OAKBROOK TERRACE, Ill., December 09, 2009
While millions of adult workers in America contemplate changing careers or how to make themselves more valuable in the eyes of employers, DeVry University is helping high school women in cities across the country to learn about in-demand careers of the 21st century.
DeVry University’s nationwide HerWorld program aims to empower more high school girls to explore STEM (science, technology, engineering, and math) careers. Now in its 12th year, the program provides an opportunity for students to participate in educational and confidence-building workshops, listen to female leaders discuss their careers and how they managed to get where they are today, and gain inspiration toward their future endeavors.
“As Americans in the workforce become increasingly proactive about career decisions, younger generations are following suit,” said Dave Pauldine, president of DeVry University. “Programs such as HerWorld give young women the additional support they need to pursue their educational and career goals.”
More than 500 local high school girls are expected to attend the HerWorld event in New York City on Dec. 11, where they will hear from speakers such as Debra Kral, NASA’s Vehicle Launch Manager and also work together to build miniature robots. At the end, the students will walk away with new inspiration and the knowledge that no career dream is out of reach.
The national importance and relevance of this topic is evident in the creation of programs meant to increase interest for STEM subjects among students. President Obama’s recent announcement of the Educate to Innovate program, which aims to encourage students to explore the STEM fields outside of school, is just one example of the public, governmental, and corporate support for STEM initiatives.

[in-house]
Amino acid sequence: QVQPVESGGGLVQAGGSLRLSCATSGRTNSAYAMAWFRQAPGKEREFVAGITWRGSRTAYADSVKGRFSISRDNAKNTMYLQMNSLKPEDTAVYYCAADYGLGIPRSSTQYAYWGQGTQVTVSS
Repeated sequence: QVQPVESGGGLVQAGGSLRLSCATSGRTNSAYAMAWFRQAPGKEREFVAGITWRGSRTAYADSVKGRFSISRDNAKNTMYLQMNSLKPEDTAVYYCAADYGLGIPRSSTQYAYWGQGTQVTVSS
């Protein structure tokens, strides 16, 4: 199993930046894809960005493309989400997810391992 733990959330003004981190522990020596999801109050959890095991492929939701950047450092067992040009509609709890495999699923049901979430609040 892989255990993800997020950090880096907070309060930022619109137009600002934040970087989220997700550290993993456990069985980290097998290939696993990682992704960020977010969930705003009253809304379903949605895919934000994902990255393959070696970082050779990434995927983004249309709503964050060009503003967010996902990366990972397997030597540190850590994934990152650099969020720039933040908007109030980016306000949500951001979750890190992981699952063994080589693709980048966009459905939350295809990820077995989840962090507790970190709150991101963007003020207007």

DeVry University often enlists the school’s corporate partners to participate in the HerWorld events. Angela Jones, the lead of Accenture’s health and public services operating unit, supports the empowering message that HerWorld delivers.
“It’s important that girls engage in activities that expand their ability to be naturally curious and apply logic in a variety of ways,” says Jones. “Our world is changing so quickly – tomorrow the tools will be different, and the way we interact and collaborate will continue to change. It will be our ability to adjust and problem-solve within those environments that will help us to remain competitive.”
“It’s important for parents, school administrators and mentors to instill confidence in girls at a young age, since unfortunately the belief that men are better suited for certain careers still exists, even if it’s not the mainstream sentiment,” continues Kral. “While the number of women in my field is growing, we are still under-represented when compared to our male colleagues and I’d like to see those figures change with this next generation of women." As evidence of Kral’s observation, the U.S. Bureau of Labor Statistics reports that although women currently make up more than half of the American workforce, they hold only 28 percent of the technology positions.
Since the program’s inception in 1997, HerWorld has made an impression on the minds and spirits of tens of thousands of high school-aged women, including Heidy Alonzo, a student at the DeVry College of New York, who attributes her decision to enroll in the networking program to HerWorld. “As an unsure high school student, HerWorld gave me the confidence to pursue a path that I know will allow me to find success upon graduation,” Alonzo said.